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Posted by Anita Folsom

Seventy years ago today–June 5, 1944–Dwight Eisenhower wrestled with the most important decision of his life.  He was Supreme Commander of the allied forces poised to invade Europe.  Hundreds of thousands of men were under his command, yet Eisenhower had to wait on a report from a weatherman before making a decision that would affect the lives of millions.

The date for the invasion had been set for months:  June 5, 1944.  But on June 4th, Eisenhower and his staff received word that terrible weather would cover the English Channel for the following twenty-four hours.  An invasion under such conditions would be foolhardy, so Eisenhower had ordered a twenty-four hour postponement.

In the wee hours of the morning of June 5, Eisenhower and his staff met once again.  The weatherman predicted a break in the weather the following day.  Not great weather, but much improved, with conditions that would make an invasion possible.  The final decision, however, was Eisenhower’s.

The time was now about 4:30 am, June 5th. Eisenhower knew that ships were already leaving ports in southern England, moving toward France.  Now was the time for the decision.  He thought for a moment and quietly said, “Okay, let’s go!”

Estimates by military planners before the battle told a grim tale:  They expected as many as 10,000 dead Allied soldiers by the end of the first day, with tens of thousands of wounded. As the top Allied commander, U.S. General Dwight Eisenhower knew that if D-Day proved to be a disaster for the Allies, he would be blamed. On the afternoon before the landings, he sat in an Army tent in southern England, and composed the message he would send if the worst happened on June 6th:

Our landings. . . have failed. . . and I have withdrawn the troops. My decision to attack at this time and place was based upon the best information available. The troops, the air and the Navy did all that bravery and devotion to duty could do. If any blame or fault attaches to the attempt it is mine alone.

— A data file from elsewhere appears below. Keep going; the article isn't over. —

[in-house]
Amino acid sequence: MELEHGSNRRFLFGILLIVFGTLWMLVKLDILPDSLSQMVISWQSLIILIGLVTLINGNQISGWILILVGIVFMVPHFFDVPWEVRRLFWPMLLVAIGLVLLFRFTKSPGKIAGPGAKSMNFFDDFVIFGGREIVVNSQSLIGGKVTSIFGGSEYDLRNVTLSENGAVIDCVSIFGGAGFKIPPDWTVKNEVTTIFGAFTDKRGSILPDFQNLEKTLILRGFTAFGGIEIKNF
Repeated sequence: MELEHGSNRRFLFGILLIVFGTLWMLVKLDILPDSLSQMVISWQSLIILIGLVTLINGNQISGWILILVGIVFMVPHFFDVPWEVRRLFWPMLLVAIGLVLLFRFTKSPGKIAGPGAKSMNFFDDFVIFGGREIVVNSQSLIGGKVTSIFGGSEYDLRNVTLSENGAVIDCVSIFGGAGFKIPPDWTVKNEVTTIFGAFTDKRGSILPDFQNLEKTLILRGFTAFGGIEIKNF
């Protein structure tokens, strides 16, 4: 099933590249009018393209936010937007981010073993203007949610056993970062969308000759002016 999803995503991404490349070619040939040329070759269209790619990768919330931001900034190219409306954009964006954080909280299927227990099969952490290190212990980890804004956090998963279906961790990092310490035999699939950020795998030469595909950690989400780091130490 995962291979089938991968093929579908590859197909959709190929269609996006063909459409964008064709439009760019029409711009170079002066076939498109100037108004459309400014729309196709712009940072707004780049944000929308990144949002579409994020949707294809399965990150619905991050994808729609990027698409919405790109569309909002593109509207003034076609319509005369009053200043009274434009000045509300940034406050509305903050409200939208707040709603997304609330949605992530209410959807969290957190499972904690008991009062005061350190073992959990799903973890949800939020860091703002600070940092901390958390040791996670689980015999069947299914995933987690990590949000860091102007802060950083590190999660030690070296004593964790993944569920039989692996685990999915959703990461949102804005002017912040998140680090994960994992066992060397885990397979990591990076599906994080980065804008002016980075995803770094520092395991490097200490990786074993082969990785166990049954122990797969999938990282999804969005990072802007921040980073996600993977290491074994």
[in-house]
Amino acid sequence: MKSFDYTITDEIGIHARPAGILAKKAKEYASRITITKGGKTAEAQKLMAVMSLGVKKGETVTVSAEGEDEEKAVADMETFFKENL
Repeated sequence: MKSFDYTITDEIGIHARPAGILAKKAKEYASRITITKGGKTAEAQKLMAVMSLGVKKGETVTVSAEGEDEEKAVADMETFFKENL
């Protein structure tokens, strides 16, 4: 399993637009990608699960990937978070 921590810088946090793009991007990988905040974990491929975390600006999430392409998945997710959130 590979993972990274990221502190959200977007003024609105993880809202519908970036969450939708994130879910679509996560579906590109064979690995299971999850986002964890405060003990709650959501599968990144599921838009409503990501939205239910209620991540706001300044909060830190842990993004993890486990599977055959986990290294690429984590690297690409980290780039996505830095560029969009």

Eisenhower put the note in his wallet, where he could find it quickly if necessary.

The Allies of World War II landed on the beaches of Normandy on June 6. Their goal was to land over 160,000 men in one day, on five beaches and in strategic areas behind the German fortifications. Counting the Navy and the Army Air Corps, almost 200,000 men from many different nationalities were involved.Early the next morning, Americans attacked the German defenses at Omaha and Utah beaches, and British forces landed on Sword and Gold beaches. Canadian regiments on Juno Beach came under heavy fire, suffering 50 percent casualties in the first wave ashore. The Americans on Omaha Beach also had heavy casualties.

Paratroop regiments and gliders carrying commandos had landed several miles inland from the beaches before daylight; their goal was to capture bridges and vital transportation hubs, and hold those points until relieved by troops from the beaches. Fighting in many of these areas was intense.

By the middle of the afternoon, despite poor weather and high waves, despite smoke from the Navy bombardment that was so heavy the landing craft couldn’t find the right beaches, and despite heavy crossfire from German forces, all five beach heads were secure. Allied soldiers began moving inland as part of a strategy that would ultimately liberate France and much of western Europe and end with Germany’s surrender eleven months later.